London, 01 Mar – Sweden recently granted citizenship to a disaster medicine expert currently on death row in Iran, with the hopes that it will allow the Swedish Foreign Ministry to intervene in the case and get the doctor released.
Dr. Ahmadreza Djalali, who taught at the Karolinska Institute of Medicine in Stockholm and worked in the research department of the Free University Brussels (VUB), visited Iran for a medical conference in 2016, where he was arrested and charged with spying for Israel. In October 2017, he was tried and sentenced to death.
Djalali’s wife Vida Mehrannia explained that decision to grant him Swedish citizenship gives her hope that he will be released.
She said: “I was so happy, because I got some hope that the Swedish government can [do] more to help my husband and he will get more support from Sweden.”
Ami Hedenborg of Amnesty International’s Sweden branch also noted that this should make a difference in the case, because the Swedish Foreign Affairs ministry now has a formal right to met with Djalali, something his right of residence in Sweden, did not permit.
Arrest and sentencing
After Djalali was first arrested, Mehrannia kept this secret, hoping that the Iranian Regime would realise her husband once they discovered that he was not a spy. After his sentencing she vowed to get international attention around the case and began contacting his former colleagues and the media, to get Djalali back to their family in Sweden, explaining how hard it was to tell their children, aged 6 and 15, what had happened to their father?
This resulted in several international appeals from Amnesty International, 75 Nobel laureates, the Swedish Academy of Sciences, the Karolinska Institute, and the VUB.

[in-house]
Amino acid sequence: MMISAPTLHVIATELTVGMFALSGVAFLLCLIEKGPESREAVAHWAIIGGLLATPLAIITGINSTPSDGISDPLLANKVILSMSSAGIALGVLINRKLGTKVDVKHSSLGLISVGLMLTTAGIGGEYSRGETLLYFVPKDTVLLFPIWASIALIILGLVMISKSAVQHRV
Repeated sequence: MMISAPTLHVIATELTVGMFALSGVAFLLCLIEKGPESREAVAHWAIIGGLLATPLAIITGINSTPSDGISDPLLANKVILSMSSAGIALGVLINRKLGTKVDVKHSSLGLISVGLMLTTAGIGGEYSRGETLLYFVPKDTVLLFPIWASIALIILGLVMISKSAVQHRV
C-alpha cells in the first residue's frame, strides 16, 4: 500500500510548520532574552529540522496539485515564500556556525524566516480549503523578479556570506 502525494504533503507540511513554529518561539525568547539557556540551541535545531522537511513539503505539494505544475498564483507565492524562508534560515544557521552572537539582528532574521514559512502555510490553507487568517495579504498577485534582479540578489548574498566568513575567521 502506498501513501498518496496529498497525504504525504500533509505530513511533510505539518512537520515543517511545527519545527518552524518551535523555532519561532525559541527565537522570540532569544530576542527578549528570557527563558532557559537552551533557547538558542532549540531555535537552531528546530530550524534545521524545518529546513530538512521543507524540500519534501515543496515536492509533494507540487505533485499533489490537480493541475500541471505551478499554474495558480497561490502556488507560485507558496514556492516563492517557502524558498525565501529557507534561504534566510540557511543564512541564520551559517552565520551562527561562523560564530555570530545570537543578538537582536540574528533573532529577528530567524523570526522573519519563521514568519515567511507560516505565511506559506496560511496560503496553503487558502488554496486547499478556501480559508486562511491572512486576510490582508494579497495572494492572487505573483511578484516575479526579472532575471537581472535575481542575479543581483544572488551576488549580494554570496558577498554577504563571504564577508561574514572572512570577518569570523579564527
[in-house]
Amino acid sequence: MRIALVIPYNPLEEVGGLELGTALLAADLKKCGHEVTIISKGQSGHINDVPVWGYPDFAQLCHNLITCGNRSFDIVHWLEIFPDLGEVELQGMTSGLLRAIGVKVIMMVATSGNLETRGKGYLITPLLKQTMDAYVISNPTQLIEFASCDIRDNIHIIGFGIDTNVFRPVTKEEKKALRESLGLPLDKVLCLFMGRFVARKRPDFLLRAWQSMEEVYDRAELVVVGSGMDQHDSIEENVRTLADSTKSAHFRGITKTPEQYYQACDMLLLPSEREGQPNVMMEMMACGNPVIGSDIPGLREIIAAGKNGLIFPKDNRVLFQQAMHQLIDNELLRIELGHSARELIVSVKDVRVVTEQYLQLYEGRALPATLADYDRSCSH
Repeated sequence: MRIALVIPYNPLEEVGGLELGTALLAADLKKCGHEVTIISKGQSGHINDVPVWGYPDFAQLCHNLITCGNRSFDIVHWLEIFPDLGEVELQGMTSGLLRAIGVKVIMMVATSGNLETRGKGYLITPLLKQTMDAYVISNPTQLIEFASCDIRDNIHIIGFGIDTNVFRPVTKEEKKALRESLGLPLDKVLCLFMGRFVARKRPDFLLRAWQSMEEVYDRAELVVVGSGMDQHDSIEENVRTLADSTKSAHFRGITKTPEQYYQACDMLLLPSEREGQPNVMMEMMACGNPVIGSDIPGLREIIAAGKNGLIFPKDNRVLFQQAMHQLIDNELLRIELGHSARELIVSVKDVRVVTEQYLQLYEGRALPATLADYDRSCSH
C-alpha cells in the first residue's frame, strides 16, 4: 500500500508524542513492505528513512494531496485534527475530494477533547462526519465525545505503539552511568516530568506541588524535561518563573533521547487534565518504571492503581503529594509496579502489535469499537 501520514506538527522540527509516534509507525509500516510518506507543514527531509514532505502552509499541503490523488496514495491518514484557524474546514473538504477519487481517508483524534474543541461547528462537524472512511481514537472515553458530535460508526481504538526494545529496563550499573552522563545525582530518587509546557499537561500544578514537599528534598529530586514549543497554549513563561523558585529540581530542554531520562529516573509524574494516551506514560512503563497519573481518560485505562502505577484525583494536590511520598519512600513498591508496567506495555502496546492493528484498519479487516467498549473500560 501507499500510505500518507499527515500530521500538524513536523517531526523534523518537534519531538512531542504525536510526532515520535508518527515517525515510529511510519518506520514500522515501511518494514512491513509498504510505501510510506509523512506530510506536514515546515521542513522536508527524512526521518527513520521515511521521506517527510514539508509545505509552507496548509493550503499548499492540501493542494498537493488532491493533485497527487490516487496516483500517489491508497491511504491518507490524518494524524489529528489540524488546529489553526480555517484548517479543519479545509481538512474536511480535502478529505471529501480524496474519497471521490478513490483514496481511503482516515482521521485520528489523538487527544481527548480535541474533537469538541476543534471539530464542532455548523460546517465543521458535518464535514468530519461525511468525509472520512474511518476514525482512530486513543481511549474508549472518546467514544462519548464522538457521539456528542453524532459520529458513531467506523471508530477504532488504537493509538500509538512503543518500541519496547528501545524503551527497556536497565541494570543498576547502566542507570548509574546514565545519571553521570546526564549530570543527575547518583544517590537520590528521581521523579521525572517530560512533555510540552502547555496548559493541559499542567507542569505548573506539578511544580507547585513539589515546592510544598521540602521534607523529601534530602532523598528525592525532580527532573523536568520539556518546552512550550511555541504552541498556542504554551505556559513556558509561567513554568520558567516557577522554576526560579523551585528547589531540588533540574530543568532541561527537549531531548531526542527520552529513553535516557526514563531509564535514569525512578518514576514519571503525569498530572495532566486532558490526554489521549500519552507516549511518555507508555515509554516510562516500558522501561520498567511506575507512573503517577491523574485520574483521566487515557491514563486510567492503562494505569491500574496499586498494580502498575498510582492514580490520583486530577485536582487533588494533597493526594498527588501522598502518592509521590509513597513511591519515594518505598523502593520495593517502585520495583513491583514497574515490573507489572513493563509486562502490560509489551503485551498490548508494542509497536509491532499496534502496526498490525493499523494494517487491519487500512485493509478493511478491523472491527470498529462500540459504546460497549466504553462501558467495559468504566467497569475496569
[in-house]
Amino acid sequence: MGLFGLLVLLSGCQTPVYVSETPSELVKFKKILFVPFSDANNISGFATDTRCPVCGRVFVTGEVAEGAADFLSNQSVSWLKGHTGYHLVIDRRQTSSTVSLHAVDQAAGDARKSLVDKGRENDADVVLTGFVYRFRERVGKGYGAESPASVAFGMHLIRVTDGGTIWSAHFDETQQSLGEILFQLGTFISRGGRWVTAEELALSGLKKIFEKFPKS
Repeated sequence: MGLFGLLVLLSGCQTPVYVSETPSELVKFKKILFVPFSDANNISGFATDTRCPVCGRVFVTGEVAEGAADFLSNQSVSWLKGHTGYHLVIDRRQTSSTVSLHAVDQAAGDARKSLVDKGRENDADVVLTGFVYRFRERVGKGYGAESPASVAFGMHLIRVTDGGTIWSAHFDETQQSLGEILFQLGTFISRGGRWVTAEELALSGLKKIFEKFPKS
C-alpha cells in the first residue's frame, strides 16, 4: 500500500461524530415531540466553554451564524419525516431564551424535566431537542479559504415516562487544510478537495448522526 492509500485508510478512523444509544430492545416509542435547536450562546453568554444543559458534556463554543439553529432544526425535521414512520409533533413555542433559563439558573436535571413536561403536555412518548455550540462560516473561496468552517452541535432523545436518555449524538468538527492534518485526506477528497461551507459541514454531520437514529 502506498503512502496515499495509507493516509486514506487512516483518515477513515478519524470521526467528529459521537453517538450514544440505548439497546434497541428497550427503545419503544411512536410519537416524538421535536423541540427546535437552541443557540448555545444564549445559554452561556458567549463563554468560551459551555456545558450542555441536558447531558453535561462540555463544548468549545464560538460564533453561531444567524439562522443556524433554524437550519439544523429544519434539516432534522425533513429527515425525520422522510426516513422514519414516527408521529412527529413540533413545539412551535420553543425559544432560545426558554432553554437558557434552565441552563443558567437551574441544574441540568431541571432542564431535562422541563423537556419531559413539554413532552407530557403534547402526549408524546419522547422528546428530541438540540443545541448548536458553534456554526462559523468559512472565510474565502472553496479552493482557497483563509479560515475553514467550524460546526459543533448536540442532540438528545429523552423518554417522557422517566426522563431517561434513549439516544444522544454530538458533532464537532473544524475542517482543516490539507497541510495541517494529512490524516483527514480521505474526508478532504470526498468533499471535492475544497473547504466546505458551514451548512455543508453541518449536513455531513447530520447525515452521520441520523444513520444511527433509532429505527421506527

Djalali’s former colleagues, including Lisa Kurland, a senior research fellow at the Karolinska Institute, and VUB President Caroline Pauwels, have described him as a wonderful person and an impressive scientist, while calling into question the legitimacy of his trial, which occurred behind closed doors.
However, it might be that Djalali’s Swedish citizenship has come too late to save his life.
Yasamin Alttahir, a Mideast expert with Amnesty International in London, explains that there is little chance of Sweden intervening at this late stage, given that Iran refuses all legal action against the death penalty, even efforts to review proceedings that are legally unsound.
Alttahir said that whilst Djalali will only be able to access “very limited” consular assistance, amnesty could be granted to him during the upcoming Iranian New Year.
There are roughly 30 dual nationals currently stuck in Iranian prisons on trumped-up charges, most of whom have been arrested in the past two years.
Recently, Canadian-Iranian environment researcher Kavous Emami allegedly committed suicide in Tehran’s Evin prison, but the Canadian government has demanded a probe into his death.
It was the latest in a number of suspicious deaths in custody in the past two months.